Subcutaneous injections of tetrahydrocannabinol, or THC, reduce chronic pelvic pain and shrink uterine growths in mice modeling endometriosis, a painful disorder in which the tissue that normally lines the uterus grows outside of the uterine cavity, according to a study published in eLife earlier this month (January 14).

The researchers also found that treatment with THC reduced cognitive impairment in the mice, but did not have an effect on the animals’ anxiety-like behavior. Despite the potential side effects, the authors conclude that “the present data obtained in a preclinical model of endometriosis underline the interest in conducting clinical research to assess the effects of moderate doses of THC on endometriosis patients.”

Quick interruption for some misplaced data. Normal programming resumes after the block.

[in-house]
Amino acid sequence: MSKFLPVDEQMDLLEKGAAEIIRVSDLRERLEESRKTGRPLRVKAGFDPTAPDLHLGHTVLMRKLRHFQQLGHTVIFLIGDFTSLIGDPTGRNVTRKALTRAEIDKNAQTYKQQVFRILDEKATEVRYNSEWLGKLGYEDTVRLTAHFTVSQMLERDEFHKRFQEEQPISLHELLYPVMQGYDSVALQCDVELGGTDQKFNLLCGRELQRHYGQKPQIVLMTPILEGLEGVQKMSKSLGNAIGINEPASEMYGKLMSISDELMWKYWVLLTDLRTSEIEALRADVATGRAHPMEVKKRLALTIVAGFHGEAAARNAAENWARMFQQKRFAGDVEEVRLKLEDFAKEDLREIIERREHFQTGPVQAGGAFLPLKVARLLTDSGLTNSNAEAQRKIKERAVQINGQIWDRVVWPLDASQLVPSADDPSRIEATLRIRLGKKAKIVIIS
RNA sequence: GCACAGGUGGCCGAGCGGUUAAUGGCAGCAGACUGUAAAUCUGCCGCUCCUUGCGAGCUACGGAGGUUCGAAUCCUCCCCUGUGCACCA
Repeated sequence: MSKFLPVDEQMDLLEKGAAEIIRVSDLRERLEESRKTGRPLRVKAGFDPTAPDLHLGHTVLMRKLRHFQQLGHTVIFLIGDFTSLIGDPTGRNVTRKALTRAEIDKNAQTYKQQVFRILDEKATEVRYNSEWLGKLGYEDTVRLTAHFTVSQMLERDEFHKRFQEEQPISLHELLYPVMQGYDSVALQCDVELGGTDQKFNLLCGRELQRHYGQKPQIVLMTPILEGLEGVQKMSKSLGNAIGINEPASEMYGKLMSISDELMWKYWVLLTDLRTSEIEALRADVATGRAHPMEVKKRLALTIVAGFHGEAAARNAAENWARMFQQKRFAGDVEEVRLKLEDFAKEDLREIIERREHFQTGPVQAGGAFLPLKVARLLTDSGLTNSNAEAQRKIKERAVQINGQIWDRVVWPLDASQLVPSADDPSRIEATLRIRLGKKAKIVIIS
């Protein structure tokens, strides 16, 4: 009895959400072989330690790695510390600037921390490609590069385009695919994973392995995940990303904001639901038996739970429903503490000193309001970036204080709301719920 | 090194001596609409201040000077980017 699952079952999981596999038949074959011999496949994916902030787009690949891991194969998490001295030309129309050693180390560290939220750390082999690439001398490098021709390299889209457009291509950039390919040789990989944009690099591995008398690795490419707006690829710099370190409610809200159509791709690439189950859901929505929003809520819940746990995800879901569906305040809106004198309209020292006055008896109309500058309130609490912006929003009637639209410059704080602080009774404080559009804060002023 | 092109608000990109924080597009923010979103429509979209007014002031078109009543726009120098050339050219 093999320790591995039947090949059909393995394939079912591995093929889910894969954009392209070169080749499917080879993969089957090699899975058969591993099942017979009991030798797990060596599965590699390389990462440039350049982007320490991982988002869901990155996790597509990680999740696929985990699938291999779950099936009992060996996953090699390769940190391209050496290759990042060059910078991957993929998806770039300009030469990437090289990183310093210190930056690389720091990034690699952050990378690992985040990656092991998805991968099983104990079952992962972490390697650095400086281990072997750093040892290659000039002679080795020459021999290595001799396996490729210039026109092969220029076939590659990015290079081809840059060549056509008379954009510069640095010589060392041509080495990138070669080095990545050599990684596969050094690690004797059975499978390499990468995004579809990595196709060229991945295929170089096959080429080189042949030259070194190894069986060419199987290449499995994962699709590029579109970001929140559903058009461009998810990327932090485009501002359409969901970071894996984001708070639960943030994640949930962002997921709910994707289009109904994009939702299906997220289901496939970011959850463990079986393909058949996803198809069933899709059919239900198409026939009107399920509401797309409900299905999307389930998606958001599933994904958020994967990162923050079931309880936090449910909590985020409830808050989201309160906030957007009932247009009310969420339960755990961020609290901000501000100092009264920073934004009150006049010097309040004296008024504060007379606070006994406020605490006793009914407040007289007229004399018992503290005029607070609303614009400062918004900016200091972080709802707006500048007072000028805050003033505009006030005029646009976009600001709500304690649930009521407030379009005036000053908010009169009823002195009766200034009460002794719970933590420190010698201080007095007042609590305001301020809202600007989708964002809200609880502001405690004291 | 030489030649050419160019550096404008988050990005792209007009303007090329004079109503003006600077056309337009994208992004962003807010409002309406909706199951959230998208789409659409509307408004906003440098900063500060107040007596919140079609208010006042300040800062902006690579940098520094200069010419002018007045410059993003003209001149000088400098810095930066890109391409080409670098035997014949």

Ectopic endometrial growths in mice. The top image is from a control mouse treated with a placebo; the bottom image, showing growths of reduced size, is from a THC-treated mouse. Scale bar = 1 mm.

A. Escudero-Lara et al., "Disease-modifying effects of natural Δ9-tetrahydrocannabinol in endometriosis-associated pain," eLife, doi:10.754/eLife.50356, 2020.

Amy Schleunes is an intern at The Scientist. Email her at

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